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Frontiers in Molecular Toxicology.

The science of toxicology sometimes gets a "bum rap" from chemists and biochemists, whose minds bring forth images of offices full of government bureaucrats and laboratories full of caged rodents. Regulatory decisionmaking and animal testing remain significant aspects of the discipline of toxicology and attract the most press attention. But the rush of modern advances in analytical chemistry, biochemical methodology, and molecular biology and genetics have transformed toxicology into a molecular science. Molecular toxicologists focus on mechanistic questions, especially on the interactions of xenobiotics (foreign substances such as pollutants, drugs, and carcinogens) with critical cellular target -- DNA, protein, specific enzymes, lipid membranes, and so on.

Until recently, the molecular toxicology research community lacked a "core" journal. Fundamental papers would appear in biochemical, biological, or medically-oriented journals. Most journals with the word "Toxicology" in the title were devoted to animal bioassays, pathological or histological investigations, and other far-from-molecular research. The new journal, Chemical Research in Toxicology, began publication in 1988, under the editorial guidance of Prof. L.J. Marnett, and has filled this need admirably. The American Chemical Society has ensured a consistently high scientific standard as well as excellent resources for production and distribution.

A feature of the new journal, since its inception, has been the publication of invited reviews. The present volume is a compilation of these reviews, 21 in number, collected from the first four years of publication. The articles are sorted into four topic areas: Toxic Agents and Their Actions; Enzymes of Activation, Inactivation, and Repair; Physical Methods (just two entries here, on NMR applications to DNA adduct analysis and the fluorescence line narrowing technique), and Macromolecular Modification.

The generally high quality of the submissions is evident; the reviews are by leading researchers in the field. Collected together, they cover a lot of ground: the index entries, running from "Aclacinomycin A" and "acute bovine pulmonary edema" to "Zero phonon transition", reflect the excitement of toxicology as a meeting ground for physical and biological scientists. On the other hand, the coverage is necessarily spotty, rather than exhaustive. For example, only three of the enzymes of biotransformation are reviewed (P-450, glutathione S-transferases, and glucuronosyl transferases). Some overlap among the reviews is to be expected. I found at least four separate references to the formation and reactions of benzo |a~ pyrene dihydrodiol epoxides (chapters 14, 15, 17 and 21); but only two of these appear in the index, which could lead to some frustration.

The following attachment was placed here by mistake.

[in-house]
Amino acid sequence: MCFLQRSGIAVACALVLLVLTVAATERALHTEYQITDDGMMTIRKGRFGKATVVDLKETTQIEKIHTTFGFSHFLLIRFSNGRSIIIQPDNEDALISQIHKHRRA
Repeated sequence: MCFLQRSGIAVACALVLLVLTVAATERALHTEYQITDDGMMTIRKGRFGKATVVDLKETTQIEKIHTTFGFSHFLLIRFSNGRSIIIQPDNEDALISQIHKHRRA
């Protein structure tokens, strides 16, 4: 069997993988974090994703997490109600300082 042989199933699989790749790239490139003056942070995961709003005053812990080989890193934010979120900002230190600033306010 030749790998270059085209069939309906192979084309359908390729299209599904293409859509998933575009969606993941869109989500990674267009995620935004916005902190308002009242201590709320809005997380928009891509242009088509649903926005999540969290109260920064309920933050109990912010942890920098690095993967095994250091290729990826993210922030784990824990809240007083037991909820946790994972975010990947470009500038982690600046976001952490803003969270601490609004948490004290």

Unfortunately, the usefulness of this volume is diminished by the very rapid pace of progress in the field. The reviews have been reprinted verbatim, regrettably without the addition of appendices to bring them up to date. This compromises many of the reviews. Armstrong's 1991 article on Glutathione S-Transferases states that "it is quite likely that a ... high resolution |crystal~ structure ... will be available in the near future". Indeed, the first one appeared just a few months later (Reinemer et al., EMBO J. 10: 1997-2005, 1991). Myles and Sancar's comprehensive 1989 review on DNA Repair pre-dates the recent breakthroughs in cloning the human genes for Fanconi's anemia and several of the xeroderma pigmentosum complementation groups (reviewed by Barnes, Nature 359: 12-13, 1992). The final contribution on Cancer Suppressor Genes, published in Jan. 1989, has probably fared worst of all. The discovery of the role of p53 mutations in human and animal carcinogenesis has been the headline news of cancer research in the 1990's, and research is "at fever pitch" (Lane, Nature 358: 15-16, 1992), but the story unfolded right after the present volume's review was written.

In summary, this collection contains valuable background pieces. But one hesitates to recommend them to graduate students looking for a place to begin their term paper research; at least, they had better also seek out the 1992 literature. Perhaps a better approach would be an annual slim volume, along the lines of the J. Biol. Chem compendium of mini-reviews.
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Author:Josephy, P. David
Publication:Canadian Chemical News
Article Type:Book Review
Date:May 1, 1993
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